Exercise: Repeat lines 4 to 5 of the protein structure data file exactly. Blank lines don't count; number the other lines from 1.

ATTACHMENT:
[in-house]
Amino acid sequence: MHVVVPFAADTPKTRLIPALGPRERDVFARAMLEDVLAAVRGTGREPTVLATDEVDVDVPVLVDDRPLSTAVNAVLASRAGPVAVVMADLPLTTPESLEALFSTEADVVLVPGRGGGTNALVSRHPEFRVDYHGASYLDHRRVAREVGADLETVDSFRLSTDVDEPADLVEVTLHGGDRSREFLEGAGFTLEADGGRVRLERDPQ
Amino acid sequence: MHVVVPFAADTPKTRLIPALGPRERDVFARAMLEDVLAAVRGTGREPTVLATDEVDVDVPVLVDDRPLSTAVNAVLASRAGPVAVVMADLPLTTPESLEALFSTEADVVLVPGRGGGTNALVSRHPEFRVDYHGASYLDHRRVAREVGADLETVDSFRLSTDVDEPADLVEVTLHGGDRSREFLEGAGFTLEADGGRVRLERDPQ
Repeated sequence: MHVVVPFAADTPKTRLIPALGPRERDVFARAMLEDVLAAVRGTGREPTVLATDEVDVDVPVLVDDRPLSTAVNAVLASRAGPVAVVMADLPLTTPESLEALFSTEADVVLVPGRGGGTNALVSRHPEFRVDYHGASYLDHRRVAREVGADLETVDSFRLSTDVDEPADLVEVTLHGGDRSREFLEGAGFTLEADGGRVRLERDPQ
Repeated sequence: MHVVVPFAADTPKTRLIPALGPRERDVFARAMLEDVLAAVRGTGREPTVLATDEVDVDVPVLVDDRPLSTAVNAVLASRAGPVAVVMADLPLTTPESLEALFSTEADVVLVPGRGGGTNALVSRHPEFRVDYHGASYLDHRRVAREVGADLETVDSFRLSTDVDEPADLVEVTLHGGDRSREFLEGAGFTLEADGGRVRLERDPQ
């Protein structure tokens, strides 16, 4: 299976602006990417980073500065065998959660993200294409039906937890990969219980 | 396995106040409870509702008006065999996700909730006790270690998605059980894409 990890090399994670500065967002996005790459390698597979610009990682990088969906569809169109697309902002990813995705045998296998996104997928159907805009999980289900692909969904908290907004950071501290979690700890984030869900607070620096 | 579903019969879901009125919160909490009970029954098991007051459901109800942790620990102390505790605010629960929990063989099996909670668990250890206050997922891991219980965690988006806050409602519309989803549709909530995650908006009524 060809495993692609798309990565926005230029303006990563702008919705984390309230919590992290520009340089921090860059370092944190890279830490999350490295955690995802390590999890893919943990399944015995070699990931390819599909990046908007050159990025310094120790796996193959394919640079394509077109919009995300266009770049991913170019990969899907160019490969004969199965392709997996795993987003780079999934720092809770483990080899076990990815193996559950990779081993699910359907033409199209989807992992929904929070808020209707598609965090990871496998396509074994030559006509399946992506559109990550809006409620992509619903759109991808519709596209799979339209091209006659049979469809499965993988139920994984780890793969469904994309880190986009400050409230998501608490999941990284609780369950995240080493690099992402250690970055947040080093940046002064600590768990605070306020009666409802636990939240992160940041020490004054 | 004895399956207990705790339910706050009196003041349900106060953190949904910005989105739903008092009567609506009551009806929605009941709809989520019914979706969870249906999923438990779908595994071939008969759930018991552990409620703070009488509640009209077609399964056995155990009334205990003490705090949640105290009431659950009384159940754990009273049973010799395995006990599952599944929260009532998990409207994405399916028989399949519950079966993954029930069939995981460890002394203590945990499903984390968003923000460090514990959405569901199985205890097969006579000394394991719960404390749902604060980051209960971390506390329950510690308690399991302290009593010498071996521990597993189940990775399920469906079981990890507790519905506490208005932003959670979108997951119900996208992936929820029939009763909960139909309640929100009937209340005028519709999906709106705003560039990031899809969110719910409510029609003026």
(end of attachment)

Repeated sequence: MHVVVPFAADTPKTRLIPALGPRERDVFARAMLEDVLAAVRGTGREPTVLATDEVDVDVPVLVDDRPLSTAVNAVLASRAGPVAVVMADLPLTTPESLEALFSTEADVVLVPGRGGGTNALVSRHPEFRVDYHGASYLDHRRVAREVGADLETVDSFRLSTDVDEPADLVEVTLHGGDRSREFLEGAGFTLEADGGRVRLERDPQ
Repeated sequence: MHVVVPFAADTPKTRLIPALGPRERDVFARAMLEDVLAAVRGTGREPTVLATDEVDVDVPVLVDDRPLSTAVNAVLASRAGPVAVVMADLPLTTPESLEALFSTEADVVLVPGRGGGTNALVSRHPEFRVDYHGASYLDHRRVAREVGADLETVDSFRLSTDVDEPADLVEVTLHGGDRSREFLEGAGFTLEADGGRVRLERDPQ